We left on a Thursday morning and came home Friday before dark. It was the longest I’d ever been away from Mia, the first time since Mia was born that “the two of us” meant Jess and Eli again, not just one of us and her.

It was rad.

Thirty hours may not have been long enough to vacation our way through the two books, one crossword puzzle, and sack of Bananagrams we zealously stuffed into our bag, but we did find time for ice cream. Twice. Above: A very happy Jess and her Lewis Brothers’ cookies and cream. Not pictured: An even happier Jess and the black raspberry soft serve that allows me to say, at last, that I get it.  I understand soft serve now. It only took me 33 years. Thank you, PJ’s.

All right. Shall we eat? How about something I first made back in May, shortly after our trip, when apricots turned up at the market? You already know how I feel about apricots (good), and in particular baked apricots (very good). Well, I’m back at it this year, only this time, I’m baking them into oatmeal.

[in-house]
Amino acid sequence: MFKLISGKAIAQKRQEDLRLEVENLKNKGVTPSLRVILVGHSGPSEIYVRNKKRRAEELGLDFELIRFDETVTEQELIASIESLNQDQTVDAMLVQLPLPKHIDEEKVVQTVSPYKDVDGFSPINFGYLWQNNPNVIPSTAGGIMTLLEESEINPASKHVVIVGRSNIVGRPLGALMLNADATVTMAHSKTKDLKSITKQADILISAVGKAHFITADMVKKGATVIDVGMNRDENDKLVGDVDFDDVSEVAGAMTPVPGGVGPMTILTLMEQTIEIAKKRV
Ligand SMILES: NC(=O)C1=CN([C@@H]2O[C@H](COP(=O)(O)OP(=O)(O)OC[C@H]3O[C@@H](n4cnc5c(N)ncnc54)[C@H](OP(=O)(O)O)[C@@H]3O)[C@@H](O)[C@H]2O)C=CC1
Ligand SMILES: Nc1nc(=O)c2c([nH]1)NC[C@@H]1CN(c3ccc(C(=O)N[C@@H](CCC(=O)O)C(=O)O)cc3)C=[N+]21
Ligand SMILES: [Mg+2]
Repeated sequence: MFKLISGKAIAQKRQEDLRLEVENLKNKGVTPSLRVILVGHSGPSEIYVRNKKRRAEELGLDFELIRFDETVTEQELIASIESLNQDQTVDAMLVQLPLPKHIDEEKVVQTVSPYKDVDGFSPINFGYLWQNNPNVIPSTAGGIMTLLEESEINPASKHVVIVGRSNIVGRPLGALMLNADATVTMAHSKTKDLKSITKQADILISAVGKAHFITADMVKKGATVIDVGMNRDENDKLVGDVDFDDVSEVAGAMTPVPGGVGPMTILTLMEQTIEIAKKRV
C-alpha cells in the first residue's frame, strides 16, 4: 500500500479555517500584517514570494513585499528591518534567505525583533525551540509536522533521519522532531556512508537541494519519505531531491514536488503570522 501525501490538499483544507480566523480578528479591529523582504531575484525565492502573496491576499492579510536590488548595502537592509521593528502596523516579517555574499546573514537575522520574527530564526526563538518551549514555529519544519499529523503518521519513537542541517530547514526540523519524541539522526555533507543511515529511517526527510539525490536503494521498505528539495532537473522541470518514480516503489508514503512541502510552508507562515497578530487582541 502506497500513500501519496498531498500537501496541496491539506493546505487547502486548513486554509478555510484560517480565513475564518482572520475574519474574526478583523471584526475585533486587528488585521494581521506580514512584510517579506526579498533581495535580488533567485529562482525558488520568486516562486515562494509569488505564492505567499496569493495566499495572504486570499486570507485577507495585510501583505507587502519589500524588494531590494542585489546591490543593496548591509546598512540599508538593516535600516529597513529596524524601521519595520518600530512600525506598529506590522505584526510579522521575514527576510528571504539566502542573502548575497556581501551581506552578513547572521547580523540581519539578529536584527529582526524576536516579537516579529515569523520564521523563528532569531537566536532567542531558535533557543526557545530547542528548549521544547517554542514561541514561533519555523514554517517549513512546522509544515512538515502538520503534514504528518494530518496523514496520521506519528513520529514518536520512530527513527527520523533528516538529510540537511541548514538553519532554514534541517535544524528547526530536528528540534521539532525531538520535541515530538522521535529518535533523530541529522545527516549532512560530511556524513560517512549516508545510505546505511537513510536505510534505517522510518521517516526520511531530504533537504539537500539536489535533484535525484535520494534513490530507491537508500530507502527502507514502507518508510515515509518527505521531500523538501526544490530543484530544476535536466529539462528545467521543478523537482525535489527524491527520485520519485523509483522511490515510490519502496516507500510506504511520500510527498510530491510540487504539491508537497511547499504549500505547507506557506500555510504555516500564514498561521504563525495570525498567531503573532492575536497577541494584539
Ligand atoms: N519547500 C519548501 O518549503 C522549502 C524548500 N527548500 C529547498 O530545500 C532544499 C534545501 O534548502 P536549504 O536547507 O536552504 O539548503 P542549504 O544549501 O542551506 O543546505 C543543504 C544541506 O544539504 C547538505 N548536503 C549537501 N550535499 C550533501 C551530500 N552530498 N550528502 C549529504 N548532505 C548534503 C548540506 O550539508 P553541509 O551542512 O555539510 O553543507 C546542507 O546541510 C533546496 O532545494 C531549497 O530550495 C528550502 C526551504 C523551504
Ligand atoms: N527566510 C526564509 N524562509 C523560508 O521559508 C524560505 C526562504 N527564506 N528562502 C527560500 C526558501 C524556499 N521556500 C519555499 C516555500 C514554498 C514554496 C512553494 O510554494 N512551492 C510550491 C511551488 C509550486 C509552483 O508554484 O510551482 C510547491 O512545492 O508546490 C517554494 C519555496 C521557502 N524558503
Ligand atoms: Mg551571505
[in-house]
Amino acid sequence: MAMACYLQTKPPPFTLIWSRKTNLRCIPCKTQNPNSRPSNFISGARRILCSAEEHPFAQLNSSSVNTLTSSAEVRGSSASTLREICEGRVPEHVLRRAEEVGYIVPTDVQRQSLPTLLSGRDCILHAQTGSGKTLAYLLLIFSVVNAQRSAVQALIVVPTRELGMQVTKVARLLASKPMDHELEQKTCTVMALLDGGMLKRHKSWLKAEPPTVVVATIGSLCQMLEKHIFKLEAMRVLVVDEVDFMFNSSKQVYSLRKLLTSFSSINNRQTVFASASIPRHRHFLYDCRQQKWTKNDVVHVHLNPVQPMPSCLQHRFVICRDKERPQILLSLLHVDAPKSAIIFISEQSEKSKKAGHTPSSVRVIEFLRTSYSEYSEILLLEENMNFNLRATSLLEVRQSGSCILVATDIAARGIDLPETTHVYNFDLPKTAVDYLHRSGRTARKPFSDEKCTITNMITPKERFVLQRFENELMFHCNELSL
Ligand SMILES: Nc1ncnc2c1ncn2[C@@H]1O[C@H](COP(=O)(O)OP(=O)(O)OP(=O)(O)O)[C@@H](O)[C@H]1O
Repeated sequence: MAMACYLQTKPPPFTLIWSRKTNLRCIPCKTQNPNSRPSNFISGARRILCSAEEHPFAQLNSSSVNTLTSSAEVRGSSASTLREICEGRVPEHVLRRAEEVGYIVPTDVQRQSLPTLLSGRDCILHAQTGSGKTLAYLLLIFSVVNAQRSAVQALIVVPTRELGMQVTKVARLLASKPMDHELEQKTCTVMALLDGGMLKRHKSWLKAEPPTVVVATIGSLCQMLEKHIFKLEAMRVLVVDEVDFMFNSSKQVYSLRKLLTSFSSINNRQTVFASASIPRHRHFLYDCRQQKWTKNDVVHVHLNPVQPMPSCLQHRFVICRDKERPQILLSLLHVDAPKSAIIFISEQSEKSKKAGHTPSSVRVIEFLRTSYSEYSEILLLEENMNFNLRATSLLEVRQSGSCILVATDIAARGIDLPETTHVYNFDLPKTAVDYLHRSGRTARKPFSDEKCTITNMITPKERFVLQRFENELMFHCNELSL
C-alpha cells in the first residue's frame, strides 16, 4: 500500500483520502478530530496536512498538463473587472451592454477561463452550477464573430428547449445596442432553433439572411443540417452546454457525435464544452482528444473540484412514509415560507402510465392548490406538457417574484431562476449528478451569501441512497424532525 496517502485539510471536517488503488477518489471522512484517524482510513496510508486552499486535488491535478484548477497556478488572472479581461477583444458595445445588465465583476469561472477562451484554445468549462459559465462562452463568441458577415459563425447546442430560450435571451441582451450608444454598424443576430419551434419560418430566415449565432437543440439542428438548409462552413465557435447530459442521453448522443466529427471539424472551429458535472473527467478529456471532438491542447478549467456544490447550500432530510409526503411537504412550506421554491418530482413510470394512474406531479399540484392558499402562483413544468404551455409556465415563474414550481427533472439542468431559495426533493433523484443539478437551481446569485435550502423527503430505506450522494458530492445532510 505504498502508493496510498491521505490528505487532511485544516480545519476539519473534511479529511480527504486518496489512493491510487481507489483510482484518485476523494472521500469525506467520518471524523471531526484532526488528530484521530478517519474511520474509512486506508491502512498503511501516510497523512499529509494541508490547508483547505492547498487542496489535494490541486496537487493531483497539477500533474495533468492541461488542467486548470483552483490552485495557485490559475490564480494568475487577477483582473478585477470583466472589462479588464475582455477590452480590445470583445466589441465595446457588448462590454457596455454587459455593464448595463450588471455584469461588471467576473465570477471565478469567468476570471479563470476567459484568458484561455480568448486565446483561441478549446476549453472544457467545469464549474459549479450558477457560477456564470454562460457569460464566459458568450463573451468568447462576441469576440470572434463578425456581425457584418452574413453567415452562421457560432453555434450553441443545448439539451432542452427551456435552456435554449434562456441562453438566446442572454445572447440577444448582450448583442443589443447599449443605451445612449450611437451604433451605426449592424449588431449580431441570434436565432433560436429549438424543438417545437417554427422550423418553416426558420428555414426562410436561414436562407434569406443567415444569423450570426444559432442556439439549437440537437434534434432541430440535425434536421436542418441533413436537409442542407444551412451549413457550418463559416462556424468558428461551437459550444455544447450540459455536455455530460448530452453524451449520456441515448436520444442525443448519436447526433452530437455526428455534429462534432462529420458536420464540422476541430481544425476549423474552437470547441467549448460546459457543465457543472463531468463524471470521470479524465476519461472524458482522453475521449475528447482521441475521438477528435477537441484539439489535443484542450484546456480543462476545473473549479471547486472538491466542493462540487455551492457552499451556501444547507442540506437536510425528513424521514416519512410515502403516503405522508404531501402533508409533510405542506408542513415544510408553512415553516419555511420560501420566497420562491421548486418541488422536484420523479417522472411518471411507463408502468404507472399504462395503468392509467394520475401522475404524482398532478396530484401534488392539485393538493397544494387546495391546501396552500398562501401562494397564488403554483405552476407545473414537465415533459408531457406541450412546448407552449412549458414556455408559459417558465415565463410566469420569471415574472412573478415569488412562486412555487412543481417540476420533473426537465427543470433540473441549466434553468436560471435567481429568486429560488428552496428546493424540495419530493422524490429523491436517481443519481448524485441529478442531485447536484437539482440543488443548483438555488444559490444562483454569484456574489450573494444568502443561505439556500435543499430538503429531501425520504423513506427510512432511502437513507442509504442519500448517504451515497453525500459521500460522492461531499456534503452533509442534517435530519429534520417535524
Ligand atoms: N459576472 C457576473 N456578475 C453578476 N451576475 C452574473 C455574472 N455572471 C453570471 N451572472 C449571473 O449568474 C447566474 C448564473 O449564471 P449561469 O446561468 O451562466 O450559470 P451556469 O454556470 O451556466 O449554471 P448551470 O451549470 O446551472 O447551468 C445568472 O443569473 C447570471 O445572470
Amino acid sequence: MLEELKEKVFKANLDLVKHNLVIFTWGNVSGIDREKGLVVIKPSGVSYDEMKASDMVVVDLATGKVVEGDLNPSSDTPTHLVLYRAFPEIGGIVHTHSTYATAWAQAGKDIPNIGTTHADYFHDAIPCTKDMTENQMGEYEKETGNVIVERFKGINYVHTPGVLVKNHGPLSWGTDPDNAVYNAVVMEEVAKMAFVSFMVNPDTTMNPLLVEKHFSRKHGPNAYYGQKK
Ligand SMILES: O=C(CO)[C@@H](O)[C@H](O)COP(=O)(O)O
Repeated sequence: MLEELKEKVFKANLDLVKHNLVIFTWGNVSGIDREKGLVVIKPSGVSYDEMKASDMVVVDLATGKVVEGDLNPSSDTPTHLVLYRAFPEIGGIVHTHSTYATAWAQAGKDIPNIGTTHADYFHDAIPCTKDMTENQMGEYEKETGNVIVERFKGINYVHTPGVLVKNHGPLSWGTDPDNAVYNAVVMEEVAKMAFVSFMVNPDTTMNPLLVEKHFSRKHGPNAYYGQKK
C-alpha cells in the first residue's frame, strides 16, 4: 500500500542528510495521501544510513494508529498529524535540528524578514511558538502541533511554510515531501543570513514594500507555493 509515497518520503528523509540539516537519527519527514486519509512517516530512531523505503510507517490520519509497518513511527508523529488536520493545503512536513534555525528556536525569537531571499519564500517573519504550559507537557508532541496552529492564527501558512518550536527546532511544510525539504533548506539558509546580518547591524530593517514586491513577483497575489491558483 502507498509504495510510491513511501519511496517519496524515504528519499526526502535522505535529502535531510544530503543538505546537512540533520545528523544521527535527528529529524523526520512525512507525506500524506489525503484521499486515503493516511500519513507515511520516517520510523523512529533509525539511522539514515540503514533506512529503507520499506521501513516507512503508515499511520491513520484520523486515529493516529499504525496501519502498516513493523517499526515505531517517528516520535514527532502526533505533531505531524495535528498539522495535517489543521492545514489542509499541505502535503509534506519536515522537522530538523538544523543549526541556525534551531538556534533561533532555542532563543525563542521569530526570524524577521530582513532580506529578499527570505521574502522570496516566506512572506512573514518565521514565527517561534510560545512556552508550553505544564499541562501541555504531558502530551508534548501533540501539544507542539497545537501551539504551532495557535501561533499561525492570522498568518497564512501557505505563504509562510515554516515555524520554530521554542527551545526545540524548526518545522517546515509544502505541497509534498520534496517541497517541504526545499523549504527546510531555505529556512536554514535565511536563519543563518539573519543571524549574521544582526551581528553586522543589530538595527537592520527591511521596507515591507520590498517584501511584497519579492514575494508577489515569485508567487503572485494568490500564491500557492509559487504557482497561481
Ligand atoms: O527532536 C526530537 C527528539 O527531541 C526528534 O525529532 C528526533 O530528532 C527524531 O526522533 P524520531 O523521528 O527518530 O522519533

The recipe I’ve adapted is from Heidi Swanson’s Super Natural Every Day, which I bet a lot of you already know. In Molly’s post about it last March, she mentioned that I’d made a batch for her and Brandon once upon a time. What she was too kind to mention is the fact that I butchered it. As in, little bits of cooked egg clinging to the oats. Any takers? No? The problem, I’m fairly certain, is that I used the low-fat milk I’d bought for Eli – it’s his favorite cereal milk – so technically, the blame rests with him, yes?

Prepared properly, with whole milk, Heidi’s baked oatmeal is a lovely dish. I went on to make it half a dozen times to rave reviews. Still, I couldn’t shake the mild disappointment that came with each round. Turns out, I had some unfair expectations of what baked oatmeal was supposed to be: crisp on top, creamy, even custardy, inside. Baked oatmeal is the first of these things a little bit, and the last one not at all. I might as well have been mad at a cupcake for not being a cookie.

I have since realized that baked oatmeal is actually more like kugel, the faintly sweet kind, only with oats instead of noodles and fresh fruit instead of raisins. I see some of you giving me the crazy eye, but think about it: It’s on the sweet side of savory, just like a kugel, crisp here, chewy there, good hot and cold and everything in between. It sets up like a kugel, half-slices, half-scoops like a kugel. So much like a kugel!